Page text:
Now, machines learn. AI learns from human reactions and humans change their behavior as AI interacts with them. This means that AI is a new kind of relationship. Creating a relationship through an AI-enabled product means that design now needs to take into account an entirely new agent; the machine intelligence. What kind of relationship do you want to build? Where should friction be eliminated versus where is some friction a satisfying aspect of the human-machine relationship? How should a user learn about the intelligence it is interacting with? What human qualities matter at what stage in the relationship? For example, humor is an important technique that people use to test the boundaries on a voice assistant—“Alexa, tell me a joke”—but is this the right way to start a relationship with a healthcare or a financial services chatbot?
For product managers and innovators, there are many new things to consider when designing relationships with customers and AI. AI can be unpredictable; for example, computer vision technology can surface unexpected results when lighting is different or if the context has changed and voice assistants can be frustratingly inaccurate. When people expect more intelligence from an AI than they experience or when the AI behaves differently than their mental model of it, the model in their head gets broken. People then create conspiracy theories or hyper-personalized perceptions of the AI.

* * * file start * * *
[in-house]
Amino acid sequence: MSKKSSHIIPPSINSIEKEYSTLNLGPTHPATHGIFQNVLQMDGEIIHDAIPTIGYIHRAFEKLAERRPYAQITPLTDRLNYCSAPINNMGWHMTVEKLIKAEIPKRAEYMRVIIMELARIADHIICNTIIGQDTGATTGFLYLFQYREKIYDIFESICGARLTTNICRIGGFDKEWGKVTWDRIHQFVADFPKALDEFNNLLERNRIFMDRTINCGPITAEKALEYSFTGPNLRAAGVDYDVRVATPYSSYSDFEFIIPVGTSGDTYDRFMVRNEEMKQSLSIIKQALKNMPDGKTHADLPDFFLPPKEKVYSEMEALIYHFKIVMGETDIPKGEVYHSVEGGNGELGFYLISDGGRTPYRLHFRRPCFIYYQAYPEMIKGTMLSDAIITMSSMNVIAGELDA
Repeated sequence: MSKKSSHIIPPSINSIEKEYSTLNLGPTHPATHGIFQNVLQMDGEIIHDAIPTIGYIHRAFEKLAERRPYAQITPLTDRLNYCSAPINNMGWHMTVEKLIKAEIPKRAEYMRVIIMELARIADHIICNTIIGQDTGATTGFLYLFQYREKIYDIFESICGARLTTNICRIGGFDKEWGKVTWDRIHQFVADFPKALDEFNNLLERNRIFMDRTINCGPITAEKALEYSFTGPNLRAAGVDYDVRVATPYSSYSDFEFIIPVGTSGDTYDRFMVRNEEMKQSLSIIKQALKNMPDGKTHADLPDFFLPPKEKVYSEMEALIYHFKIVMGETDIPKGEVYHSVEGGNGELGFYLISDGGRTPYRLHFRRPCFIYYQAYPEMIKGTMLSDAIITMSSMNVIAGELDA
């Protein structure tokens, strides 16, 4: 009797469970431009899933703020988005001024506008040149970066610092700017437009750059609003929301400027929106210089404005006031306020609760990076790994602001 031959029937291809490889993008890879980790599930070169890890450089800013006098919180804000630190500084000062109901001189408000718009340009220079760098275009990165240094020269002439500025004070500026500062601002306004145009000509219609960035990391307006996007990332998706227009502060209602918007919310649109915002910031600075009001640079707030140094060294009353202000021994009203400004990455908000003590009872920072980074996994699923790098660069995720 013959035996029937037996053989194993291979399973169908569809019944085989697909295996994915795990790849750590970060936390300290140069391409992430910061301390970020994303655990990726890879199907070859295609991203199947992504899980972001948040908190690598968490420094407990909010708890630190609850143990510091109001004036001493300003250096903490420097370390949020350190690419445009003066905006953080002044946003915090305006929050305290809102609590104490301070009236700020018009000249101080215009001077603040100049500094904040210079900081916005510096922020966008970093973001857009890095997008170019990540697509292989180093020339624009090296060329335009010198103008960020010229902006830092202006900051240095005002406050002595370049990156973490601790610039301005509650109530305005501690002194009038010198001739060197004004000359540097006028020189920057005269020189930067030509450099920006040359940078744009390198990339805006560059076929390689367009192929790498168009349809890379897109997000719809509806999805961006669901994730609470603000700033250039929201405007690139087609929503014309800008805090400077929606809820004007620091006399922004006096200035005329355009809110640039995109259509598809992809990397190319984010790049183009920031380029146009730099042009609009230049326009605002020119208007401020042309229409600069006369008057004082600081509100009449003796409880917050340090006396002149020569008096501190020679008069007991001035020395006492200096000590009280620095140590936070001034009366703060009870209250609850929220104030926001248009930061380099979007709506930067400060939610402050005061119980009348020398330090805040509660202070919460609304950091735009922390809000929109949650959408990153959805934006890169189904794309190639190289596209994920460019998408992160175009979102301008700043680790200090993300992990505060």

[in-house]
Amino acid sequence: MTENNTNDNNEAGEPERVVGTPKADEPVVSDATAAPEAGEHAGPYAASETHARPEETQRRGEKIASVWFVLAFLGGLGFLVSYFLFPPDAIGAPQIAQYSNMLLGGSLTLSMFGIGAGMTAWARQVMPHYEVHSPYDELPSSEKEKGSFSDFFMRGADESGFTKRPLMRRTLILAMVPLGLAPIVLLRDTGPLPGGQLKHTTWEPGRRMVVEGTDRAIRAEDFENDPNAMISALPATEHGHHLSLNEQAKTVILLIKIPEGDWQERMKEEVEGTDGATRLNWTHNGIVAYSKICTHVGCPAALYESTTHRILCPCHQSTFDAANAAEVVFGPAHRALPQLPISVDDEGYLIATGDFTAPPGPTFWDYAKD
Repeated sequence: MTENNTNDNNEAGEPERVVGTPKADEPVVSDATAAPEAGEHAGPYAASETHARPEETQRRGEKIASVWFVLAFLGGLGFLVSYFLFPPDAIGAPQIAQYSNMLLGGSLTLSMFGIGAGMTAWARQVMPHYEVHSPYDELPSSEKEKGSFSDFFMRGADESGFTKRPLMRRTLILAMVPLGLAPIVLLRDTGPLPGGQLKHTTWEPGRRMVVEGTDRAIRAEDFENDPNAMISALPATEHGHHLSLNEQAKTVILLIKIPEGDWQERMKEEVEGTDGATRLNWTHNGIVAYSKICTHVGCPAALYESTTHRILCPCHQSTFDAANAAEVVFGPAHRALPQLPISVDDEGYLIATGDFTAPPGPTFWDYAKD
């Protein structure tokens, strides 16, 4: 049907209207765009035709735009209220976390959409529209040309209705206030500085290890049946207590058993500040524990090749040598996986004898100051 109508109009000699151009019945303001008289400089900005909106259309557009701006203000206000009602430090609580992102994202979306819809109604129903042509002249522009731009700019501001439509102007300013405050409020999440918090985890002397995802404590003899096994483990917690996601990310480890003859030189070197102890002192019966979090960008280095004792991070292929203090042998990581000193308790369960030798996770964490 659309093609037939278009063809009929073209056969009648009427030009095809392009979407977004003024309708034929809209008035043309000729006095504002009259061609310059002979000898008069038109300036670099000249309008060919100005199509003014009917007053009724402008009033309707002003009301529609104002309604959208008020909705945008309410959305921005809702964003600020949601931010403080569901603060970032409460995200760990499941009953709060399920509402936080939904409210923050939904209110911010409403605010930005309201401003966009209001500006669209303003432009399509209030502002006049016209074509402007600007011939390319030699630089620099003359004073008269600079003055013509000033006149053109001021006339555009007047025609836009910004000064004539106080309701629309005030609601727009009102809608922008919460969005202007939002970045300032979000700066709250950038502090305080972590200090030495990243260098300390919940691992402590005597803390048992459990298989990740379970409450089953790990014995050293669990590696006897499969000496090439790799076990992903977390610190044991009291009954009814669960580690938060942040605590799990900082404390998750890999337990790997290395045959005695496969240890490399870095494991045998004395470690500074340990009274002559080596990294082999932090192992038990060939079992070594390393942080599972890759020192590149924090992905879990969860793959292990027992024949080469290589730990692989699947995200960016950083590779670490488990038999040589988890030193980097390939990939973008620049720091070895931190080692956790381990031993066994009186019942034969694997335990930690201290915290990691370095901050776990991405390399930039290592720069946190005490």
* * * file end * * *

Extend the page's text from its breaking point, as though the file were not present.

An example of this is Google Flights. Designers discovered that users had a pre-existing mental model based on a very human experience—an expectation that once someone knows you are willing to buy something, your negotiation power drops and a seller will raise the price of the good you have expressed interest in. When people went to Google Flights after their original search and they perceived that a price increase was because the algorithm “considered” them to be in a weaker negotiating position. The Google UX team had to come up with new ways to show users that the AI wasn’t hyper-personalizing based on prior search. The team had to explain that the algorithm was instead making predictions based multiple complex variables such as time until departure, likely weather at the destination, prior patterns of price and demand and seasonal variations. People oversimplified what the algorithm was doing rather than adjust their mental model for the reality of what the machine decided was important.
A key test of human-centered AI design is to understand the mental model of the user and other affected stakeholders and then be able to predict how they will react and respond when the AI does something they don’t understand or don’t like. Human-centered AI design is a repeatable and reliable process for ensuring users’ mental models are understood in the design process, which makes it possible to build better AI, faster.